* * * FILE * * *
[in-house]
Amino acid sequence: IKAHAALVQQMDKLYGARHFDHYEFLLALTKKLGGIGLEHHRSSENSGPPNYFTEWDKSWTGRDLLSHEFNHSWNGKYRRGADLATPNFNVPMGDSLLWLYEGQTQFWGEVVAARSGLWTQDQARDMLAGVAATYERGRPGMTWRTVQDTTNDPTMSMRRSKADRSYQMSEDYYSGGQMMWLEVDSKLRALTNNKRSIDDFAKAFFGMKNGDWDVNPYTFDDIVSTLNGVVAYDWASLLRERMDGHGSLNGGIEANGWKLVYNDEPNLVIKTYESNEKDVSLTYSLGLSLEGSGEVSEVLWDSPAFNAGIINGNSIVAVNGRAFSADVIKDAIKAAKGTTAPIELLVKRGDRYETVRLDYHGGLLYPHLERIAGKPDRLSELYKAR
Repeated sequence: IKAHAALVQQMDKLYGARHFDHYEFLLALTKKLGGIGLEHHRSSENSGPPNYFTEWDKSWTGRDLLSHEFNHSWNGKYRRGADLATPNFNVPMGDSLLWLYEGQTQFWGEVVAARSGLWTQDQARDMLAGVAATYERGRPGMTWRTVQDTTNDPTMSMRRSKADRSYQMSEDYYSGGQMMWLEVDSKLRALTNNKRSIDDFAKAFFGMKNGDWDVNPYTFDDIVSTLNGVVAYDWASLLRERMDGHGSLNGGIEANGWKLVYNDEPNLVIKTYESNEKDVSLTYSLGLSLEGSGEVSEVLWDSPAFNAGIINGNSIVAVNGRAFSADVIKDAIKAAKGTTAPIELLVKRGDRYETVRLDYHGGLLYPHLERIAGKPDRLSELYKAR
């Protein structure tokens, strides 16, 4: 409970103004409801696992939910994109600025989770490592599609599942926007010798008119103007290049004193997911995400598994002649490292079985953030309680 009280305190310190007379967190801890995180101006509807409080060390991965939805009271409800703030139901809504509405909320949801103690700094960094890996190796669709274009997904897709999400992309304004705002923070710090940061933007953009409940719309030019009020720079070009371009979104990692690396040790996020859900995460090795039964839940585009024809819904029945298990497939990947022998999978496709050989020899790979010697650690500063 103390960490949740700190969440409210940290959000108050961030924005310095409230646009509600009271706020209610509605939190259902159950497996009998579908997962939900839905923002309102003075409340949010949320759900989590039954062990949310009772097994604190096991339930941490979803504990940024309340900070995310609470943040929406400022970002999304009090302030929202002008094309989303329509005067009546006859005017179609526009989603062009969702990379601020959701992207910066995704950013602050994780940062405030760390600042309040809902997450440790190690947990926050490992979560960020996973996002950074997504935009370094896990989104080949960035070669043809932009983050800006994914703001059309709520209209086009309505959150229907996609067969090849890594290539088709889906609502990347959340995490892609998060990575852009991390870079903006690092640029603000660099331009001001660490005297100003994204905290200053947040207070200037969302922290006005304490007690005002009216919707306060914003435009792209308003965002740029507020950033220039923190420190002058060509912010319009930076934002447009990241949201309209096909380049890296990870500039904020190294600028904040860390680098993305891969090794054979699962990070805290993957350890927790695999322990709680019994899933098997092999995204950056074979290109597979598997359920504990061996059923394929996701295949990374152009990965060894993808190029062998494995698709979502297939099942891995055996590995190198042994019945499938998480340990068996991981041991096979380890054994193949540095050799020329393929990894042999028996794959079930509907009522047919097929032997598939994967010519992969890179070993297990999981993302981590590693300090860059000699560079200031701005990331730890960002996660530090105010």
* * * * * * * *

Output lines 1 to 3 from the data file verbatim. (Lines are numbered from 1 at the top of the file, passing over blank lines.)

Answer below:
[in-house]
Amino acid sequence: IKAHAALVQQMDKLYGARHFDHYEFLLALTKKLGGIGLEHHRSSENSGPPNYFTEWDKSWTGRDLLSHEFNHSWNGKYRRGADLATPNFNVPMGDSLLWLYEGQTQFWGEVVAARSGLWTQDQARDMLAGVAATYERGRPGMTWRTVQDTTNDPTMSMRRSKADRSYQMSEDYYSGGQMMWLEVDSKLRALTNNKRSIDDFAKAFFGMKNGDWDVNPYTFDDIVSTLNGVVAYDWASLLRERMDGHGSLNGGIEANGWKLVYNDEPNLVIKTYESNEKDVSLTYSLGLSLEGSGEVSEVLWDSPAFNAGIINGNSIVAVNGRAFSADVIKDAIKAAKGTTAPIELLVKRGDRYETVRLDYHGGLLYPHLERIAGKPDRLSELYKAR
Repeated sequence: IKAHAALVQQMDKLYGARHFDHYEFLLALTKKLGGIGLEHHRSSENSGPPNYFTEWDKSWTGRDLLSHEFNHSWNGKYRRGADLATPNFNVPMGDSLLWLYEGQTQFWGEVVAARSGLWTQDQARDMLAGVAATYERGRPGMTWRTVQDTTNDPTMSMRRSKADRSYQMSEDYYSGGQMMWLEVDSKLRALTNNKRSIDDFAKAFFGMKNGDWDVNPYTFDDIVSTLNGVVAYDWASLLRERMDGHGSLNGGIEANGWKLVYNDEPNLVIKTYESNEKDVSLTYSLGLSLEGSGEVSEVLWDSPAFNAGIINGNSIVAVNGRAFSADVIKDAIKAAKGTTAPIELLVKRGDRYETVRLDYHGGLLYPHLERIAGKPDRLSELYKAR